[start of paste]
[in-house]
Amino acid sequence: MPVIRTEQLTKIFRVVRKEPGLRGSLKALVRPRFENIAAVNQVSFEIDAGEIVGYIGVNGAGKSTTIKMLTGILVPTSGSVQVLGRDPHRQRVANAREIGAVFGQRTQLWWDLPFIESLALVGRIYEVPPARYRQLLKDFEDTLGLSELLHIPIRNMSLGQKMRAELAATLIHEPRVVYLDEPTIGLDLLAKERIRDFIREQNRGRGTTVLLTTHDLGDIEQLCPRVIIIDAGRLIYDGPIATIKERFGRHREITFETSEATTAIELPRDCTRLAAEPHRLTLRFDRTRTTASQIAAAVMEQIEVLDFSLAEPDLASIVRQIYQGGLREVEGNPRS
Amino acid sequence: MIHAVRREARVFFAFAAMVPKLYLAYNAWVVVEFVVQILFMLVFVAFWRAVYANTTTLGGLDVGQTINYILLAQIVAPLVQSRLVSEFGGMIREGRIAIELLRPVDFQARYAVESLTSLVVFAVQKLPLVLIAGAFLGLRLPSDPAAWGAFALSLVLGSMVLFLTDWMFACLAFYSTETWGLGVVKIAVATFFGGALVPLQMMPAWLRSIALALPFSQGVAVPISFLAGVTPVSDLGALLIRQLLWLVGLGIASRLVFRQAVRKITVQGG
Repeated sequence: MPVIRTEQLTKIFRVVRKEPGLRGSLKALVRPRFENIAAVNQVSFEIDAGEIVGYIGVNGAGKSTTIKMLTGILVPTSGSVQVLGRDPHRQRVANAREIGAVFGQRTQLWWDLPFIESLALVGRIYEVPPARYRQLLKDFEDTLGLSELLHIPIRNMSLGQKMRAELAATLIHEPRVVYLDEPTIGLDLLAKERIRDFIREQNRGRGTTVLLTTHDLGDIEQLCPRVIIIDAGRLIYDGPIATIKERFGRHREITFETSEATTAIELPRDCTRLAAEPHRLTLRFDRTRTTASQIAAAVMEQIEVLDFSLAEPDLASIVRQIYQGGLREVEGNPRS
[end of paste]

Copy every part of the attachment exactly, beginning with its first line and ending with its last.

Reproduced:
[in-house]
Amino acid sequence: MPVIRTEQLTKIFRVVRKEPGLRGSLKALVRPRFENIAAVNQVSFEIDAGEIVGYIGVNGAGKSTTIKMLTGILVPTSGSVQVLGRDPHRQRVANAREIGAVFGQRTQLWWDLPFIESLALVGRIYEVPPARYRQLLKDFEDTLGLSELLHIPIRNMSLGQKMRAELAATLIHEPRVVYLDEPTIGLDLLAKERIRDFIREQNRGRGTTVLLTTHDLGDIEQLCPRVIIIDAGRLIYDGPIATIKERFGRHREITFETSEATTAIELPRDCTRLAAEPHRLTLRFDRTRTTASQIAAAVMEQIEVLDFSLAEPDLASIVRQIYQGGLREVEGNPRS
Amino acid sequence: MIHAVRREARVFFAFAAMVPKLYLAYNAWVVVEFVVQILFMLVFVAFWRAVYANTTTLGGLDVGQTINYILLAQIVAPLVQSRLVSEFGGMIREGRIAIELLRPVDFQARYAVESLTSLVVFAVQKLPLVLIAGAFLGLRLPSDPAAWGAFALSLVLGSMVLFLTDWMFACLAFYSTETWGLGVVKIAVATFFGGALVPLQMMPAWLRSIALALPFSQGVAVPISFLAGVTPVSDLGALLIRQLLWLVGLGIASRLVFRQAVRKITVQGG
Repeated sequence: MPVIRTEQLTKIFRVVRKEPGLRGSLKALVRPRFENIAAVNQVSFEIDAGEIVGYIGVNGAGKSTTIKMLTGILVPTSGSVQVLGRDPHRQRVANAREIGAVFGQRTQLWWDLPFIESLALVGRIYEVPPARYRQLLKDFEDTLGLSELLHIPIRNMSLGQKMRAELAATLIHEPRVVYLDEPTIGLDLLAKERIRDFIREQNRGRGTTVLLTTHDLGDIEQLCPRVIIIDAGRLIYDGPIATIKERFGRHREITFETSEATTAIELPRDCTRLAAEPHRLTLRFDRTRTTASQIAAAVMEQIEVLDFSLAEPDLASIVRQIYQGGLREVEGNPRS